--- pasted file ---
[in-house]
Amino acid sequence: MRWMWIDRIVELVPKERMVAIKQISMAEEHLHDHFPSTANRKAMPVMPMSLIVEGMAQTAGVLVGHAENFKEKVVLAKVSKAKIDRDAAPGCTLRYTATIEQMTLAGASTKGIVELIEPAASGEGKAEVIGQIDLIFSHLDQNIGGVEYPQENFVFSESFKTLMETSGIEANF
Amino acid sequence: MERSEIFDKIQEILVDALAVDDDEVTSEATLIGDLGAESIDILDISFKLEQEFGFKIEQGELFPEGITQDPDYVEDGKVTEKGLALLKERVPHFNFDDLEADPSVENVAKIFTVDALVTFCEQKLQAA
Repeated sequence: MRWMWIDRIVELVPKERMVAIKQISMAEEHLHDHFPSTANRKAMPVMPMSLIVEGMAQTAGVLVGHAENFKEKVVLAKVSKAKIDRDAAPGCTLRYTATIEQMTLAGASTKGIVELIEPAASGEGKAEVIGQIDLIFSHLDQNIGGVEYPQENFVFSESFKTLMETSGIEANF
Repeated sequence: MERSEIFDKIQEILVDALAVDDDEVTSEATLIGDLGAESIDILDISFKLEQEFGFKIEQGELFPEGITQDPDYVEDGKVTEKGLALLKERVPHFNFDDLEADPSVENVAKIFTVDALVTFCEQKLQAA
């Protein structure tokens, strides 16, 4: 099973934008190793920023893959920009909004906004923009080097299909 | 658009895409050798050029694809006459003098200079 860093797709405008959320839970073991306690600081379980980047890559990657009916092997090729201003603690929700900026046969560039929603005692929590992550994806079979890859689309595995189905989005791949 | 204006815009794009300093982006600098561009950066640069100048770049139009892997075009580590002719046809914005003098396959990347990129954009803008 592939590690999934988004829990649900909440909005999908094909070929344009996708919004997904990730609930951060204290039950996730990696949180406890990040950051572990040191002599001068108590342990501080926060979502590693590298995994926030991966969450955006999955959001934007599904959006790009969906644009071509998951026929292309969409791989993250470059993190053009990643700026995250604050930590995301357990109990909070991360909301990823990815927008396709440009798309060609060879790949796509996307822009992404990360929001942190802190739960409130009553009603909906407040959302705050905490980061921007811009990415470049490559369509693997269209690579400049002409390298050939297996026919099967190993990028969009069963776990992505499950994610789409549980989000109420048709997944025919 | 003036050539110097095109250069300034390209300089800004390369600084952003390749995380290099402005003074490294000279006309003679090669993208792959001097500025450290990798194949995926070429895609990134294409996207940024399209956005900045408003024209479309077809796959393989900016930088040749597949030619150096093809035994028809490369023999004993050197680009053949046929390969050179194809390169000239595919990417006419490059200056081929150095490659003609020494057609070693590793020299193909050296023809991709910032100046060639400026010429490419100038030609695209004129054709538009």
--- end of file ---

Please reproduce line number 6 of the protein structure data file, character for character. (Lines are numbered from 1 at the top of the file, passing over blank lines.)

């Protein structure tokens, strides 16, 4: 099973934008190793920023893959920009909004906004923009080097299909 | 658009895409050798050029694809006459003098200079 860093797709405008959320839970073991306690600081379980980047890559990657009916092997090729201003603690929700900026046969560039929603005692929590992550994806079979890859689309595995189905989005791949 | 204006815009794009300093982006600098561009950066640069100048770049139009892997075009580590002719046809914005003098396959990347990129954009803008 592939590690999934988004829990649900909440909005999908094909070929344009996708919004997904990730609930951060204290039950996730990696949180406890990040950051572990040191002599001068108590342990501080926060979502590693590298995994926030991966969450955006999955959001934007599904959006790009969906644009071509998951026929292309969409791989993250470059993190053009990643700026995250604050930590995301357990109990909070991360909301990823990815927008396709440009798309060609060879790949796509996307822009992404990360929001942190802190739960409130009553009603909906407040959302705050905490980061921007811009990415470049490559369509693997269209690579400049002409390298050939297996026919099967190993990028969009069963776990992505499950994610789409549980989000109420048709997944025919 | 003036050539110097095109250069300034390209300089800004390369600084952003390749995380290099402005003074490294000279006309003679090669993208792959001097500025450290990798194949995926070429895609990134294409996207940024399209956005900045408003024209479309077809796959393989900016930088040749597949030619150096093809035994028809490369023999004993050197680009053949046929390969050179194809390169000239595919990417006419490059200056081929150095490659003609020494057609070693590793020299193909050296023809991709910032100046060639400026010429490419100038030609695209004129054709538009």